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2024 Budget Advocacy Day

More Than 100 DV Advocates and Allies Join NYSCADV at 2024 Budget Advocacy Day to Demand Full Funding for Victim Services and Living Wages for DV Advocates

Facing nearly $20 million of cuts on existing Victims of Crime Act (VOCA) contracts, survivors of crime and the advocates who provide them life-changing services joined legislative leaders to demand the FY’25 state budget fully fund victim services and provide living wages to DV advocates.

Federal VOCA funding is the largest funding source supporting New York’s crime victims, enabling thousands of New Yorkers to access shelter, housing, legal assistance, counseling and more. New York’s federal VOCA grant declined by 61% (or $121.6 million) over the last five years. Prior state appropriations covered only 23% of the shortfall. The State has warned of 15% cuts to existing contracts and potential cuts to the next three-year procurement (2025-2028). The Governor’s Executive Budget includes $134.4 million to ensure the continuity of existing contracts and support the next three-year procurement cycle. It is now critical that the Assembly and Senate support the Governor’s earmark so all DV survivors can get the help they need, when they need it.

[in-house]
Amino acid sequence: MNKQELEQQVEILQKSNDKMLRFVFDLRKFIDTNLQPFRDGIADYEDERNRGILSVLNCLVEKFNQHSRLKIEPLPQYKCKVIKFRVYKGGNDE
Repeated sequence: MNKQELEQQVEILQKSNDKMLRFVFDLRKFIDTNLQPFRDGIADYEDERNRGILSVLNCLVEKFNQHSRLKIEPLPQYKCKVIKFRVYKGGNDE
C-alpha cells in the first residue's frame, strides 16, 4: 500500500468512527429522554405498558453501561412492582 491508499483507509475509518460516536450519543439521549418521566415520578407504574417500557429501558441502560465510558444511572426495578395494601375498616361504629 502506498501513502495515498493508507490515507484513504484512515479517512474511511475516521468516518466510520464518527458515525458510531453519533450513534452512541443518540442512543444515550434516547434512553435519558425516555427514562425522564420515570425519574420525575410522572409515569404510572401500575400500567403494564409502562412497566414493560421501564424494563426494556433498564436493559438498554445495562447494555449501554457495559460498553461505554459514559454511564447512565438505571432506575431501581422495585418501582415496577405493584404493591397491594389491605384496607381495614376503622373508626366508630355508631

Advocates also urged the Legislature to stabilize the DV sector’s diminishing workforce by giving all staff at DV programs a cost-of-living salary adjustment, or COLA. DV advocates perform challenging work that requires specialized training. Yet many DV advocates are not paid living wages. This has had a disastrous impact on the ability of DV programs to retain and recruit employees. DV advocates urged the Legislature to ensure living wages for DV advocates by providing them with a first-ever COLA in this year’s state budget.

Additional 2024 budget requests include:

  • Supporting a $21 million increase in funding for adult protective and DV services;
  • Supporting $5 million for DV agencies to provide direct financial assistance to DV survivors; and,
  • Supporting OVS funding to fully implement the Fair Access to Victim Compensation law, which permits victim service providers, rather than law enforcement, to support victim applications for state assistance.

Identify who your representative is and find their contact page or email. You can do that by visiting the following links:

Budget Advocacy Day Prep Webinar